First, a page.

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1989 88hp Evinrude; Hot or NOT?

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  • 1989 88hp Evinrude; Hot or NOT?

    I have an 89 88hp evinrude that has been showing that it is running hot on the gauge, but when I touch the head it feels only warm at speed and hot but I can hold my hand on the heads at idle. The gauge also moves some when I change trim angle. The motor runs fine and shows no signs of distress. There is a small grounding wire that goes between the powerhead and the midsection that has broken off. I'm wondering if that is causing the gauge to read high due to a poor ground?


  • #2
    Re: 1989 88hp Evinrude; Hot or NOT?

    Usually being able to hold your hand on the head for a 1, 2, 3 count, or being able to splash water on the head without having it sizzle, are signs that you are not overheating. Although, an infrared thermometer would be able to tell you exactly what temp you are running at. Is you overheat alarm functioning? Tested it lately?

    BTW, what temp does it say you are running at?
    Chris

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    http://forums.iboats.com/showthread.php?t=299680

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    • #3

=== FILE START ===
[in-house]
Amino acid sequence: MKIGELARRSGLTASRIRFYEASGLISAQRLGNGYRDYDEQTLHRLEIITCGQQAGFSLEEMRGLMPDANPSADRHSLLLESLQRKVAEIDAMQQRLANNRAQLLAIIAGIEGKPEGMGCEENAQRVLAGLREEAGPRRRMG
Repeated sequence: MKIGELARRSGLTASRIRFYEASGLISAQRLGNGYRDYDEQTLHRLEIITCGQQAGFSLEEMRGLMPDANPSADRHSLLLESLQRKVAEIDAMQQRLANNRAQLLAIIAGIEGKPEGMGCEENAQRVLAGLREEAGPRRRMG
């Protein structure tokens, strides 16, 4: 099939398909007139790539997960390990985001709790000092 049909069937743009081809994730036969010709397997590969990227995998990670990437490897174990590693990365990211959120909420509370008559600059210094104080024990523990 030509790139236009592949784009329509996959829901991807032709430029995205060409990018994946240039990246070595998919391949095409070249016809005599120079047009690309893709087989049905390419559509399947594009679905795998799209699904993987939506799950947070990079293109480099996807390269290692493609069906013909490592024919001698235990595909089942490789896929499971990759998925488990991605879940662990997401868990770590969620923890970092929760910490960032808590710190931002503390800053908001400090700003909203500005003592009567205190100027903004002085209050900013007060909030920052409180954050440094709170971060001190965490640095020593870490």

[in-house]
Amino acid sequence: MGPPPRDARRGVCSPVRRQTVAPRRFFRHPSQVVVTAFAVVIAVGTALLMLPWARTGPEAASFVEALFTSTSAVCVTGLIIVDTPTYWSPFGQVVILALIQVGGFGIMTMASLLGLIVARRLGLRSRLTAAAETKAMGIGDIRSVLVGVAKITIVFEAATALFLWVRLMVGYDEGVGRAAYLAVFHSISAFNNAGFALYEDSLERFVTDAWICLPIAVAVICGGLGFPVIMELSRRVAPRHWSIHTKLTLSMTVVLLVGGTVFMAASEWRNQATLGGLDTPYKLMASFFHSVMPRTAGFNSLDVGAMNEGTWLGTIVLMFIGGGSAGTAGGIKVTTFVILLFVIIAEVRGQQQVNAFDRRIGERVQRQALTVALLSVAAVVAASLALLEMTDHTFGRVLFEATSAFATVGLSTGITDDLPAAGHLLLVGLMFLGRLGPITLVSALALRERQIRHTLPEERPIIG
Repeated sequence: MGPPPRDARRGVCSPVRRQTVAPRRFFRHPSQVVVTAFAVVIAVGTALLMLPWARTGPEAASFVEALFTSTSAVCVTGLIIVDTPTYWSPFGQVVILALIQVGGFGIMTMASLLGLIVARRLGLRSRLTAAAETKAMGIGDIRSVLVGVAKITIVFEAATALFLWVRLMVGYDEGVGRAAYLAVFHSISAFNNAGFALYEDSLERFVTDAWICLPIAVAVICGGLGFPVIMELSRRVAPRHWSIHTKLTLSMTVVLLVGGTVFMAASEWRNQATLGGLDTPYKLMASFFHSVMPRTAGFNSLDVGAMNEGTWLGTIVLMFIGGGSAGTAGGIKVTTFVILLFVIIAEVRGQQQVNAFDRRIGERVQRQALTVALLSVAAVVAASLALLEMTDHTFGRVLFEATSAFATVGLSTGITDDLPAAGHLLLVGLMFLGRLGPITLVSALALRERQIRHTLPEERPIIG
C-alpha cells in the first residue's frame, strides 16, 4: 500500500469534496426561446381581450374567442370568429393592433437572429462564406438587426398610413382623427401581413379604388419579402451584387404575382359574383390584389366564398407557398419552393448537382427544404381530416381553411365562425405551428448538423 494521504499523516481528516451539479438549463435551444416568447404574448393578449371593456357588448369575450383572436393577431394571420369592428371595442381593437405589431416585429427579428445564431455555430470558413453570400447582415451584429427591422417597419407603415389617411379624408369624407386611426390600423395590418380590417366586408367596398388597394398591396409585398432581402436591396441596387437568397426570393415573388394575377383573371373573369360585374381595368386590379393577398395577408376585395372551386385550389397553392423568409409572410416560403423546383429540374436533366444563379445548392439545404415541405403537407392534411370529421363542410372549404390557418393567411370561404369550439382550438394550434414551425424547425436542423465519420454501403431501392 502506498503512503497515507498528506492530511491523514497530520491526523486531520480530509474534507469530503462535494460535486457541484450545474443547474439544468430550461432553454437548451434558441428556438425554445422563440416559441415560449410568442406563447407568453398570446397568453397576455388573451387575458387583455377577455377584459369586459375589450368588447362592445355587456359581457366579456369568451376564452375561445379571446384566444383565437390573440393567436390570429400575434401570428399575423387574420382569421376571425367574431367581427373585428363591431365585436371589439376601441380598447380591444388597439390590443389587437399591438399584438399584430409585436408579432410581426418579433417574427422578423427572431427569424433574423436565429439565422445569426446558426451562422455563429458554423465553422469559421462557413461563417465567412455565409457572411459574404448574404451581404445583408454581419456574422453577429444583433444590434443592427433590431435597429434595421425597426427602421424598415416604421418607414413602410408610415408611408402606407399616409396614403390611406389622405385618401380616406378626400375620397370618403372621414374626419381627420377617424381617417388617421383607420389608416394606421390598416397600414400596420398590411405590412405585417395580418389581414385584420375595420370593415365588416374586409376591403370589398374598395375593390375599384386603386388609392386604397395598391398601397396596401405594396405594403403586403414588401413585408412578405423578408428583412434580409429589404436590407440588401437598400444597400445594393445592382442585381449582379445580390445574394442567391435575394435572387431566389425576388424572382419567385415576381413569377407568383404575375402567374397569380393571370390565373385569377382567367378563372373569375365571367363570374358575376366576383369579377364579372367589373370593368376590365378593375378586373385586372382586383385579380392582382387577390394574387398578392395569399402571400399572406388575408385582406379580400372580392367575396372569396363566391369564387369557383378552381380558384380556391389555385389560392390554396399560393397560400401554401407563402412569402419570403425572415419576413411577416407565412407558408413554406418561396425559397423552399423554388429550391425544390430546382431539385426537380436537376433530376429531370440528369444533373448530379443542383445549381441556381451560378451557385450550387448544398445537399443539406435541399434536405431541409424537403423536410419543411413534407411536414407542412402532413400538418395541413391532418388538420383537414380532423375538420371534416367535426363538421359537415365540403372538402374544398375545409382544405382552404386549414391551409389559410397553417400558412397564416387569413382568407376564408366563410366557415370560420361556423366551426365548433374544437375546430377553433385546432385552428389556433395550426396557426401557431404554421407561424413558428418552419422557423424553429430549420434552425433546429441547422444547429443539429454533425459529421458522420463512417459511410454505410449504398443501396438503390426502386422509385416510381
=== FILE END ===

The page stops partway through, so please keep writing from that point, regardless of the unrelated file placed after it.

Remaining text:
Re: 1989 88hp Evinrude; Hot or NOT?

      It's up to like 210. Yet I can hold to 3 on the head @ the dock.

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      • #4
        Re: 1989 88hp Evinrude; Hot or NOT?

        Originally posted by pennyanman1 View Post
        It's up to like 210. Yet I can hold to 3 on the head @ the dock.
        I suggest you buy an infrared thermometer - you can usually find one for $25 or so. Then you can verify your temperature gauge.

        You should also test your overheat alarm.

        My guess is that it is a gauge problem, but I'd try to verify before buying a new one.

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        • #5
          Re: 1989 88hp Evinrude; Hot or NOT?

          Your engine has 143 degree thermostats in it. They should open at 143, so a normal idle temp should be around 150-155. The hot horn should sound at 211 and will silence when the head temp gets back down to 175. If you are truly running at 210, that is too hot. The engine has two stats, one for each side of the block. As dajohnson said, you need to verify just what the temp of the engine really is, as well as checking the two head temp sensors. Temp gauges are not always accurate-I've seensome that are 15 degrees off, so the infrared gun is the best.

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          • #6
            Re: 1989 88hp Evinrude; Hot or NOT?

            No hot horn, but I'll check that tomorrow (have the OEM manual). I was also wondering what I should see on the gauge if I jumper from the top of the sender to the block with the key in "run". I'm guessing it should read at the bottom of the range. I'm still a bit suspicious of grounds. What is suggested regarding making sure the guage is properly grounded? It is a 40 year old boat with 40 year old wiring, so it is feasable that the guage is ok and the issue is else where. In any case, I highly doubt the motor is suspect, as I have plenty of water from the pee hole and the motor ran over 40 miles at 4500 rpm yesterday without a hic-up.

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            • #7
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              Re: 1989 88hp Evinrude; Hot or NOT?

              Originally posted by pennyanman1 View Post